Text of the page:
Ted Venetoulis—politician, newsman, and media exec—can now add a new hyphen to his name: novelist. So is his book, about a revenge-seeking First Lady, actually about Hillary Clinton? Read on . . .
What book or film most changed your life? Hail to the Cheat. It's a humorous political novel about a First Lady who catches her husband in a compromising position in the Oval Office and throws him out of the White House. I loved it. . . . I also wrote it.
Who are your favorite Baltimoreans, living or dead? Former Mayor Tommy D'Alesandro III and my wife, Lynn.
What's the bravest thing you've ever done? Covering the war in El Salvador.
What is the best advice you ever got? When my wife said, "Let's adopt a little girl from Guatemala."
What is the biggest mistake you've ever made? Running for Governor in '78 instead of waiting until '82.
What is the greatest problem facing Baltimore today? That we don't have about 10 SEED schools.
When were you most tempted to leave Baltimore? Watching the sunset in Santorini.
Who would play you in the movie of your life? I think George Clooney, but my wife suggested Zero Mostel.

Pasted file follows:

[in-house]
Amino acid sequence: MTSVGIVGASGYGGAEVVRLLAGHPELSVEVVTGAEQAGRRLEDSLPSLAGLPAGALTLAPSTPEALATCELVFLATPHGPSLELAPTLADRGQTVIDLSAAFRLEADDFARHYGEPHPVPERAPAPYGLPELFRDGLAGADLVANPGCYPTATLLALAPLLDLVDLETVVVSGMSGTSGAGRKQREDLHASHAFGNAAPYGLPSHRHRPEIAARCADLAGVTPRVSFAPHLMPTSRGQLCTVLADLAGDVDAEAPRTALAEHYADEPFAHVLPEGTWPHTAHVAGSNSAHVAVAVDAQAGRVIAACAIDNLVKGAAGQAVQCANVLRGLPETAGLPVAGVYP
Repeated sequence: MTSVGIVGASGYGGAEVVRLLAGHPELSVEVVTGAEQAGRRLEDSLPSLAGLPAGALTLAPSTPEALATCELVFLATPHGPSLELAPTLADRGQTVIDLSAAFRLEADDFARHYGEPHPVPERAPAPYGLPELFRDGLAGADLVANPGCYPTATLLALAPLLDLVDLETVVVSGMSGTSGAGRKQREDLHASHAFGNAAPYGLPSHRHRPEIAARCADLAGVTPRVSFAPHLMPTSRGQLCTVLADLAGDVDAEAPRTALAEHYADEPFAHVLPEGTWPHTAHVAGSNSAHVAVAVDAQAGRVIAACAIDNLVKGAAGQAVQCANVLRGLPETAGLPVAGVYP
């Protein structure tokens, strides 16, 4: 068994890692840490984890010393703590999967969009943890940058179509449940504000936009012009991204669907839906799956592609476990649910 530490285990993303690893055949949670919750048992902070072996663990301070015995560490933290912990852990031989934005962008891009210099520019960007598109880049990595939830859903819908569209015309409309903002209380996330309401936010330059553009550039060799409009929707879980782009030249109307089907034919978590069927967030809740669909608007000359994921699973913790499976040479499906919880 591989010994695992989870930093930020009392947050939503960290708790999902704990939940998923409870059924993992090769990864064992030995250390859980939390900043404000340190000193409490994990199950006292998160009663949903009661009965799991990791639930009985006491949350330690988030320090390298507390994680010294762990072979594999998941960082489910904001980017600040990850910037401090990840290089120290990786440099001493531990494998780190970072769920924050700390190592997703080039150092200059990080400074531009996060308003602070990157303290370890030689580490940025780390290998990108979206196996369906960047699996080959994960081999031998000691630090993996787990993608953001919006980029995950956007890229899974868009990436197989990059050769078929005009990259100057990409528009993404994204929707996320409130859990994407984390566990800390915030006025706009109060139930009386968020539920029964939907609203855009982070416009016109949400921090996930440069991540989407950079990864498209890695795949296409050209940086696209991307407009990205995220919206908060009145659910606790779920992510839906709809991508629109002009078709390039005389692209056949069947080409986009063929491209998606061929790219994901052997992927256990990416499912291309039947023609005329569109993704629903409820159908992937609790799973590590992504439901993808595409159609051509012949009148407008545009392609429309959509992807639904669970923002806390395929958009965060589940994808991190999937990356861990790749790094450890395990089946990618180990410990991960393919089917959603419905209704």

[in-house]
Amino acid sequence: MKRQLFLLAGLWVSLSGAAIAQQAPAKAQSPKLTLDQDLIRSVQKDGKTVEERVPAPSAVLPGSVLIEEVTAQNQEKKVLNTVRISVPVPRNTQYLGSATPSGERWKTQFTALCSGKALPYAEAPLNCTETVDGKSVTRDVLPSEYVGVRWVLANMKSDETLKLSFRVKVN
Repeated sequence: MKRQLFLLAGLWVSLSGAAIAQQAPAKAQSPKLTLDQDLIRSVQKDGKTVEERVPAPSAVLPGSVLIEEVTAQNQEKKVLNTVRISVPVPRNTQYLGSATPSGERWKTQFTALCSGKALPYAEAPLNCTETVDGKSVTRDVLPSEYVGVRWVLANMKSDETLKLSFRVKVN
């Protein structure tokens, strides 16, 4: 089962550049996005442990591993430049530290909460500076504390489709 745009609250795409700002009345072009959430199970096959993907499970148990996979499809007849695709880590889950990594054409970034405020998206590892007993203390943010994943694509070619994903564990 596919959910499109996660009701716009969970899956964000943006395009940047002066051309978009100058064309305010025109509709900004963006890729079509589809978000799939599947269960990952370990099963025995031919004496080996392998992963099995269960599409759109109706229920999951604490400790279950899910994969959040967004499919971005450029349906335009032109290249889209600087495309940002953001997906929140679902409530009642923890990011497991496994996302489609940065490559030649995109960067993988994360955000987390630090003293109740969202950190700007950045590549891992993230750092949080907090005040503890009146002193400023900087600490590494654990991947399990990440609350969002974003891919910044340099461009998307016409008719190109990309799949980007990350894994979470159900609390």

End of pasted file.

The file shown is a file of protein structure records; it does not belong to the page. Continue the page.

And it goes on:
What are newspapers going to look like five years from now? Nonprofit, primarily local news and information, and mostly online with strong Sunday paper editions.
So, do you still want to buy The Sun? Yes.
Your novel reads like a Hillary Clinton revenge fantasy. Any resemblance to persons, living or dead, is purely coincidental.
Why do you think powerful men risk everything to cheat on their wives—sometimes in spectacularly stupid fashion? Because some powerful men are spectacularly stupid.
Do you think a little corruption is inevitable in politics? Yes, along with most everything in which humans are involved.
What's your take on the highly polarized political climate out there? I don't envy anyone trying to govern right now because it's so darn hard to get anything done.
How does the Web factor into this climate? A lot of media—Internet-based and broadcast—exacerbate the problem by saying or printing hype to influence rather than educate people. We need investigative journalism and unbiased analysis, not "debates" between mouthpieces for the right and left.